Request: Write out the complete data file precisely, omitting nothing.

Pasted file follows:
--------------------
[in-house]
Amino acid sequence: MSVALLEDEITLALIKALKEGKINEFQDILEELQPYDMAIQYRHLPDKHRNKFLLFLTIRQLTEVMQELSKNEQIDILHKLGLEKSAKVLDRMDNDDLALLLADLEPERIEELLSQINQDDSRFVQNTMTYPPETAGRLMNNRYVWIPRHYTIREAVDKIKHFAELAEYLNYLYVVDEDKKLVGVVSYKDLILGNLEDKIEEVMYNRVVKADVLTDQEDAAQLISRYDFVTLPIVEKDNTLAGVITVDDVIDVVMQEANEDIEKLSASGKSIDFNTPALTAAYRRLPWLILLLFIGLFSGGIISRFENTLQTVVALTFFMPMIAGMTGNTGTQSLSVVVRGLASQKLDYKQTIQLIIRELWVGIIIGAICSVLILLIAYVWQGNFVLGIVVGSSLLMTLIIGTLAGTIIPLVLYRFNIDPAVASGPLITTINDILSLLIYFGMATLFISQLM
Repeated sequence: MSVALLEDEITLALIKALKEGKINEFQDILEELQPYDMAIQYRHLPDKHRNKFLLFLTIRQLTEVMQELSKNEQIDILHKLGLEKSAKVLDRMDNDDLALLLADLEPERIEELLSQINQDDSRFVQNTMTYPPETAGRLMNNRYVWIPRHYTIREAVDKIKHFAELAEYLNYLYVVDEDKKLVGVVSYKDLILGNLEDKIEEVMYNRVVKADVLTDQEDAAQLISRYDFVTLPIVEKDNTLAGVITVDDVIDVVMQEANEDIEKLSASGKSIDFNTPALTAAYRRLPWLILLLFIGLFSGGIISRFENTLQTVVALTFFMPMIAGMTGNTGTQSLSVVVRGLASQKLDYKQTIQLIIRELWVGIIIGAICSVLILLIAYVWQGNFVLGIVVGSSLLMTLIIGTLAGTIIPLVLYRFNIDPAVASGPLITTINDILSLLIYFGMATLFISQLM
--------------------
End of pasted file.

[in-house]
Amino acid sequence: MSVALLEDEITLALIKALKEGKINEFQDILEELQPYDMAIQYRHLPDKHRNKFLLFLTIRQLTEVMQELSKNEQIDILHKLGLEKSAKVLDRMDNDDLALLLADLEPERIEELLSQINQDDSRFVQNTMTYPPETAGRLMNNRYVWIPRHYTIREAVDKIKHFAELAEYLNYLYVVDEDKKLVGVVSYKDLILGNLEDKIEEVMYNRVVKADVLTDQEDAAQLISRYDFVTLPIVEKDNTLAGVITVDDVIDVVMQEANEDIEKLSASGKSIDFNTPALTAAYRRLPWLILLLFIGLFSGGIISRFENTLQTVVALTFFMPMIAGMTGNTGTQSLSVVVRGLASQKLDYKQTIQLIIRELWVGIIIGAICSVLILLIAYVWQGNFVLGIVVGSSLLMTLIIGTLAGTIIPLVLYRFNIDPAVASGPLITTINDILSLLIYFGMATLFISQLM
Repeated sequence: MSVALLEDEITLALIKALKEGKINEFQDILEELQPYDMAIQYRHLPDKHRNKFLLFLTIRQLTEVMQELSKNEQIDILHKLGLEKSAKVLDRMDNDDLALLLADLEPERIEELLSQINQDDSRFVQNTMTYPPETAGRLMNNRYVWIPRHYTIREAVDKIKHFAELAEYLNYLYVVDEDKKLVGVVSYKDLILGNLEDKIEEVMYNRVVKADVLTDQEDAAQLISRYDFVTLPIVEKDNTLAGVITVDDVIDVVMQEANEDIEKLSASGKSIDFNTPALTAAYRRLPWLILLLFIGLFSGGIISRFENTLQTVVALTFFMPMIAGMTGNTGTQSLSVVVRGLASQKLDYKQTIQLIIRELWVGIIIGAICSVLILLIAYVWQGNFVLGIVVGSSLLMTLIIGTLAGTIIPLVLYRFNIDPAVASGPLITTINDILSLLIYFGMATLFISQLM